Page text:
Martinez, 51-2-2 (28), vs. Cotto, 38-4 (31), is a fight that will certainly generate interest on the name factor alone as both fighters are pay-per view stars who have faced marquee names throughout their championship careers. However, injuries are seemingly starting to creep up on champion Martinez with more regularity and Cotto, as tough and game as they come at the championship level, simply isn’t the same fighter he once was. He is 6-4 (5) in his last 10 bouts dating back nearly six years ago. Before he beat Rodriguez, a fighter simply not on his level, Cotto lost a one-sided decision at the hands on Austin Trout in December of 2012. He had also taken two, one-sided beatings in his bouts with Floyd Mayweather in May of 2012 and Manny Pacquiao in November of 2009. Previously, he had taken a terrible drubbing at the hands of Antonio Margarito in July of 2008. In every one of these bouts, Cotto won fans over with his tremendous heart but the reality is he took a lot of punishment and the years - and punches - have to be taking a toll. Simply put, the miles are adding up.
Cotto will be well compensated for his night’s work in the “Big Apple,” where he has a huge following, in the form of an eight-figure pay cheque. So, from a financial standpoint, it is a great bout for the Puerto Rican star. However, he has a tough task ahead of him in toppling the naturally bigger, stronger Martinez. What can’t be questioned is Cotto’s résumé that boasts the best of his era in the divisions in which he’s fought. Cotto has victories over John Brown, Cesar Bazan, Lovemore Ndou, Randall Bailey, DeMarcus Corley, Zab Judah, Shane Mosley and Paulie Malignaggi in the light welterweight division. In the welterweight and junior middleweight divisions, he has victories over Alfonso Gomez, Joshua Clottey, Yuri Foreman and Ricardo Mayorga. But it is also in the larger weight divisions where the 5’7” Cotto had very rough outings against Margarito, Pacquiao and Mosley.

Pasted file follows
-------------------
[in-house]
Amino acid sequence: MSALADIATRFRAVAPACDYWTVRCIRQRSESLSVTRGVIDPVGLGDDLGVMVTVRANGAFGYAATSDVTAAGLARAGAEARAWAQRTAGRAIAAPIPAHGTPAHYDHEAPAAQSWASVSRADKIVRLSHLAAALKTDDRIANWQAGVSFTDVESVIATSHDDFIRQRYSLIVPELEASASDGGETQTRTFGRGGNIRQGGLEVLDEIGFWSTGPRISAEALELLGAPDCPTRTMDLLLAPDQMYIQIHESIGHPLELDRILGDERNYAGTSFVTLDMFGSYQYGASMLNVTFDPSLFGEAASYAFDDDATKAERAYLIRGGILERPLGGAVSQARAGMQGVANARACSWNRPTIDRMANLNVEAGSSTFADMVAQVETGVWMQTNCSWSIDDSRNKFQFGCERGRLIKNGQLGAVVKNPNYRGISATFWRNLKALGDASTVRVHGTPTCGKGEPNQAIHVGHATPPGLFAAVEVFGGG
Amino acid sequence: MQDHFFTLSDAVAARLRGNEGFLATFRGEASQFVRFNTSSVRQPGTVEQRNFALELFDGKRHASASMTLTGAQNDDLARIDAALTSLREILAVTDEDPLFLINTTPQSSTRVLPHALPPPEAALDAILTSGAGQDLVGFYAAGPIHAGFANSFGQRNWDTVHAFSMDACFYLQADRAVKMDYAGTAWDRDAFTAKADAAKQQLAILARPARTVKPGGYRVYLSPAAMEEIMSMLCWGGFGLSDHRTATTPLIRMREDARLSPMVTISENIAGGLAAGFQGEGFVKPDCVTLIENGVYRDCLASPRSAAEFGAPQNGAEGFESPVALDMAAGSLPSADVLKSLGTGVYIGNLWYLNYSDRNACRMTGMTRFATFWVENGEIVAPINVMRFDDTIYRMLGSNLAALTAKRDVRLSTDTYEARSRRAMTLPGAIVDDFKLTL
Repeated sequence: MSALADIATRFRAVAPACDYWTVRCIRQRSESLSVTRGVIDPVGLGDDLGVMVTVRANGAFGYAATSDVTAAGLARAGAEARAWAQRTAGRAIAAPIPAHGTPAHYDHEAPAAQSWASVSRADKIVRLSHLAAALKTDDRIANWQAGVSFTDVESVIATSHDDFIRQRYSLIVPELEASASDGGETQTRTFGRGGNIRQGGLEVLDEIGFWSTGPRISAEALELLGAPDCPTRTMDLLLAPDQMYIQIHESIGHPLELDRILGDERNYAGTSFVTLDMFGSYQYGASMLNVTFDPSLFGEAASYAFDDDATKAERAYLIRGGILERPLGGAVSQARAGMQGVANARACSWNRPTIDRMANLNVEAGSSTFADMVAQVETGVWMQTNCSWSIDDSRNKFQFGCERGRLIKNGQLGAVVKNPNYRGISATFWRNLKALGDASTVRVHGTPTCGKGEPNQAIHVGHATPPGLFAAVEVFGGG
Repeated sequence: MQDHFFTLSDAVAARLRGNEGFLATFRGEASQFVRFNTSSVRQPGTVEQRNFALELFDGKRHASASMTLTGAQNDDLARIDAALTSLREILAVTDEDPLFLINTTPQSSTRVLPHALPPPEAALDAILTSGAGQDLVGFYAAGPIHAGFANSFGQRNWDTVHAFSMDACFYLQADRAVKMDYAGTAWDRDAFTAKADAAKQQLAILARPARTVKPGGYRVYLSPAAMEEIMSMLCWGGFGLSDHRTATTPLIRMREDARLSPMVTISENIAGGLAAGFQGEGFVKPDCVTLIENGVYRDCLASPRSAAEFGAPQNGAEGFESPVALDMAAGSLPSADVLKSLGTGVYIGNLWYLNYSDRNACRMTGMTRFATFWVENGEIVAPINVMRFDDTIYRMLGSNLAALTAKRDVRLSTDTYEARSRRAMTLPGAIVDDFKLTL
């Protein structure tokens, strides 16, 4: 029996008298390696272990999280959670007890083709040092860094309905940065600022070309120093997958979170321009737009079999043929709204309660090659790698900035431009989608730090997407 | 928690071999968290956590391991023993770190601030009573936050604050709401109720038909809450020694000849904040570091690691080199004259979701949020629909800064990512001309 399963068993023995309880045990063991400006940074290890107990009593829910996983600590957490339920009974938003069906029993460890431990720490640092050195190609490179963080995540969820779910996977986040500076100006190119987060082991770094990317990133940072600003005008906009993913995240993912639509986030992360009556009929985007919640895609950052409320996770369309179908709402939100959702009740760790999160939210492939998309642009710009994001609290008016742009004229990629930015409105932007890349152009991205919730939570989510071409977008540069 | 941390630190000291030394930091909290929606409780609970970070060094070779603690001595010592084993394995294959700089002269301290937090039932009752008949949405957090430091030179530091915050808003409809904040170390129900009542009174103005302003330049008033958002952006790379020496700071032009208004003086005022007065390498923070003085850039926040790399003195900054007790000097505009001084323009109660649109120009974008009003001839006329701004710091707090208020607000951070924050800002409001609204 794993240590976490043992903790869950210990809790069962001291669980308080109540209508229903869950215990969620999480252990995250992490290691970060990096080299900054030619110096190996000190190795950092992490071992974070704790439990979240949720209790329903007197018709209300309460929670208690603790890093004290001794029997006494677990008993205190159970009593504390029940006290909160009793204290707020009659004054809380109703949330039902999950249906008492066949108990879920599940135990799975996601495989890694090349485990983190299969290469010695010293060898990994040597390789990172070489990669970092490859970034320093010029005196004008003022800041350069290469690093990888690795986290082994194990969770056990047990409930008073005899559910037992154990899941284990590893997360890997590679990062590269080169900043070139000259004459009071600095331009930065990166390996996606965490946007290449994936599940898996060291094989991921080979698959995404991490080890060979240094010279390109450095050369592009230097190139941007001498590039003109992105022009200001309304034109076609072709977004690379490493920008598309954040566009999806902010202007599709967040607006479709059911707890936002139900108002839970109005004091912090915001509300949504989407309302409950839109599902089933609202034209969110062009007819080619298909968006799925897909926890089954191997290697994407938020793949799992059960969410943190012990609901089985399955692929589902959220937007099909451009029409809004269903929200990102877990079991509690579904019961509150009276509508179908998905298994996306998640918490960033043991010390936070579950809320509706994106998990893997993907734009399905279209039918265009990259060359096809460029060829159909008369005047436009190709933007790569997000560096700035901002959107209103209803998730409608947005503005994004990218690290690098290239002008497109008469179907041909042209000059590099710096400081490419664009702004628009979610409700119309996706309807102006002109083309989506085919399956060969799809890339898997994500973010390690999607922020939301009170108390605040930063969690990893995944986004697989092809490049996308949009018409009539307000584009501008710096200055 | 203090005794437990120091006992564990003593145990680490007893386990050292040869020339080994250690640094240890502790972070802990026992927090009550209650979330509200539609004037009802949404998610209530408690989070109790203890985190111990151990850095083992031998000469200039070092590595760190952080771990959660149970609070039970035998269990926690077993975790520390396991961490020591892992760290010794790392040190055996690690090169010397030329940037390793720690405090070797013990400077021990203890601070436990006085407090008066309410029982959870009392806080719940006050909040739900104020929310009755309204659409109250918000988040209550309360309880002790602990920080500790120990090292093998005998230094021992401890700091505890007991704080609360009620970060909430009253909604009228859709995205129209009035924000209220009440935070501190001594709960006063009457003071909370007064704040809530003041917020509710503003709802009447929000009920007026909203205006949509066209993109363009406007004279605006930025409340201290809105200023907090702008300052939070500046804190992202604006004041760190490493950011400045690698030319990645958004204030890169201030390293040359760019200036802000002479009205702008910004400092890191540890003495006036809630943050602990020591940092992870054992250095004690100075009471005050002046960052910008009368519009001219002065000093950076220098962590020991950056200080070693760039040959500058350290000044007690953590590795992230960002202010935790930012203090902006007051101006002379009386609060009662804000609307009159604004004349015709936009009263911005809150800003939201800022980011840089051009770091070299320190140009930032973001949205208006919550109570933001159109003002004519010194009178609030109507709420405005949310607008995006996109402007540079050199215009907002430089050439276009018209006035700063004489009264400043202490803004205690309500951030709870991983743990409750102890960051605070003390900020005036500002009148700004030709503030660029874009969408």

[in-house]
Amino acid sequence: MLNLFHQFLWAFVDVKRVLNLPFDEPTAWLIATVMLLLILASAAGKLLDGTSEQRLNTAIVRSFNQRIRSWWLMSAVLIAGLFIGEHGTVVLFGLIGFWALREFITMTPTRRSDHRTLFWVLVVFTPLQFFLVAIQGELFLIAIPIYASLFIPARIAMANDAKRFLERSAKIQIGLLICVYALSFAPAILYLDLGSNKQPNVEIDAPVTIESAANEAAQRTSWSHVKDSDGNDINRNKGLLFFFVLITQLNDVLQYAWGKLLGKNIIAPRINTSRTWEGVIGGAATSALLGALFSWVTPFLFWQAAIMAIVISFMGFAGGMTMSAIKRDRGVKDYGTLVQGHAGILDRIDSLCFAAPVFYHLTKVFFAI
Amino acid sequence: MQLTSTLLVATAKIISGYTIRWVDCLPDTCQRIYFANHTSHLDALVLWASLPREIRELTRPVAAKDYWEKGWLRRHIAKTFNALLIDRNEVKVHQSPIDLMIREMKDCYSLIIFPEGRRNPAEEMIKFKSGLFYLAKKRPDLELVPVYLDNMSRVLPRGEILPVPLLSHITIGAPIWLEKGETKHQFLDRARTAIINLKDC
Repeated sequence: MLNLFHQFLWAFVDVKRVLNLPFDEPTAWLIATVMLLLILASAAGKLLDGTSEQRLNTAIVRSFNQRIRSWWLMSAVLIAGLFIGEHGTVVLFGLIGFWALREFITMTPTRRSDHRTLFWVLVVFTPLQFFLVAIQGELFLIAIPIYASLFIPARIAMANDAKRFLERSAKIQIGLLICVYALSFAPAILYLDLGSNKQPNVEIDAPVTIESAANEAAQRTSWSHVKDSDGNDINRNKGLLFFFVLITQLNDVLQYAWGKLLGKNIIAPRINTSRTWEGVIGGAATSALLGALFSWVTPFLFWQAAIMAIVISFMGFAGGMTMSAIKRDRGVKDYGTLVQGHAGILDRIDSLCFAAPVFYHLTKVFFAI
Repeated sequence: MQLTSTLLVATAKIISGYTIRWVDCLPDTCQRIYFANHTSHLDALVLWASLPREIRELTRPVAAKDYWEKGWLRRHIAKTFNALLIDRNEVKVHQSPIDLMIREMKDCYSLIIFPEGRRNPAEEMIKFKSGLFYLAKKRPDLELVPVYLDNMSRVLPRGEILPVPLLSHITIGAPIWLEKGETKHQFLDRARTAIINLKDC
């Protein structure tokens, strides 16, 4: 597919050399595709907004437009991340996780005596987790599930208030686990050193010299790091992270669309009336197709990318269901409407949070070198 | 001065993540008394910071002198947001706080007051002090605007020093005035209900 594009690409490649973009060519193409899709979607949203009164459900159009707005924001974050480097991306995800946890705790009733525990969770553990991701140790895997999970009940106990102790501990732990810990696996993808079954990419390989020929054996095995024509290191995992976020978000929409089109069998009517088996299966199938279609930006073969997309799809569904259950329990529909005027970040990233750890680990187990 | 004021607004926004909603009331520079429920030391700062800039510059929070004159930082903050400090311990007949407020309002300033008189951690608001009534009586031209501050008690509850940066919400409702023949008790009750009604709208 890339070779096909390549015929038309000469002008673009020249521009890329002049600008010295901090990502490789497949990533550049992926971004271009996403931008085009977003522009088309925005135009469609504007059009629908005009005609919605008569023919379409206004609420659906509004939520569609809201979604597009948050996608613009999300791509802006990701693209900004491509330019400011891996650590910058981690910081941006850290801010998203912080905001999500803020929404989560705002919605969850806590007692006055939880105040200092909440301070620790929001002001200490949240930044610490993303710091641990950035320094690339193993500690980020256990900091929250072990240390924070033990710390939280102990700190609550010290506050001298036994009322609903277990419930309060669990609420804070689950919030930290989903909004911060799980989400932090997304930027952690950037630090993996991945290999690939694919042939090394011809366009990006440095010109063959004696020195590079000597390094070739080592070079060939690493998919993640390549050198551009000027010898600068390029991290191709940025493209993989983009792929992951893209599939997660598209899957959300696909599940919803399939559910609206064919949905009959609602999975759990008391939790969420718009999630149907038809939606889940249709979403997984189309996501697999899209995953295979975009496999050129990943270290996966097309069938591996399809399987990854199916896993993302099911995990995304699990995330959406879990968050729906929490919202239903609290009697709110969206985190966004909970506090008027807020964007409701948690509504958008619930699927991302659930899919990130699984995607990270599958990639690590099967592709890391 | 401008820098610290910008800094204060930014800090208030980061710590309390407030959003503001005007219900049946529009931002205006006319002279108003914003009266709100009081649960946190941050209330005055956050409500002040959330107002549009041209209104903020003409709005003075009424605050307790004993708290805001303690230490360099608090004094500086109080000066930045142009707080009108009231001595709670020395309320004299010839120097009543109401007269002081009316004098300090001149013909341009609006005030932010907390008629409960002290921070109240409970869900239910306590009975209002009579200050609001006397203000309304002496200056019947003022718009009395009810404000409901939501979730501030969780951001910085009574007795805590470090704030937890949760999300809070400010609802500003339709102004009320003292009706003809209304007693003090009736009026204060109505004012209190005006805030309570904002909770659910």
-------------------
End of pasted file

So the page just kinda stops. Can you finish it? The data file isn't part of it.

Now, as Cotto is in New York to look to pull off the upset, he is facing a 5’10” middleweight with wins over big 160-pounders like Kelly Pavlik, Julio Cesar Chavez Jr. and Paul Williams and is, in reality, facing a fighter who naturally is a division - if not two - bigger than him. When you have two names as big as “Cotto” and “Martinez” on the marquee, the room will be electric. But an important question remains: Can Cotto handle the size of the bigger, stronger Martinez? World-class trainer Freddie Roach had Cotto looking good in his last bout as he had him working overtime on his body shots and vaunted left hook. If he can get inside on the awkward, lanky Martinez, he can make it a tough night for the champion who is looking to light up “The Big Apple” in his comeback bout. But if Martinez can get his distance and start to land the big shots from the outside, it could be tough sledding for Miguel. However, win, lose or draw, you know Cotto, one of the purest fighters of his time who is always willing to challenge the best of his time, will give everything he has.
Does Martinez take Manhattan tonight or can the proud Puerto Rican warrior add a fourth world title to his collection?
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